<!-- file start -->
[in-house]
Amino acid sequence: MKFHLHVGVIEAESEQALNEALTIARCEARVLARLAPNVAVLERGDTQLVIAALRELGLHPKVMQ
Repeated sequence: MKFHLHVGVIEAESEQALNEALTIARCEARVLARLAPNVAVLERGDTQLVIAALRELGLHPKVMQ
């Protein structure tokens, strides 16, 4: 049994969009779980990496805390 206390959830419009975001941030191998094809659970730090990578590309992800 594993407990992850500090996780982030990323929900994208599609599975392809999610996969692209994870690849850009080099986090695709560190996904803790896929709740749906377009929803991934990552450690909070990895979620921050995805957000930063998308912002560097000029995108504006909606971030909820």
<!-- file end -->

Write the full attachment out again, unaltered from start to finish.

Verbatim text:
[in-house]
Amino acid sequence: MKFHLHVGVIEAESEQALNEALTIARCEARVLARLAPNVAVLERGDTQLVIAALRELGLHPKVMQ
Repeated sequence: MKFHLHVGVIEAESEQALNEALTIARCEARVLARLAPNVAVLERGDTQLVIAALRELGLHPKVMQ
């Protein structure tokens, strides 16, 4: 049994969009779980990496805390 206390959830419009975001941030191998094809659970730090990578590309992800 594993407990992850500090996780982030990323929900994208599609599975392809999610996969692209994870690849850009080099986090695709560190996904803790896929709740749906377009929803991934990552450690909070990895979620921050995805957000930063998308912002560097000029995108504006909606971030909820």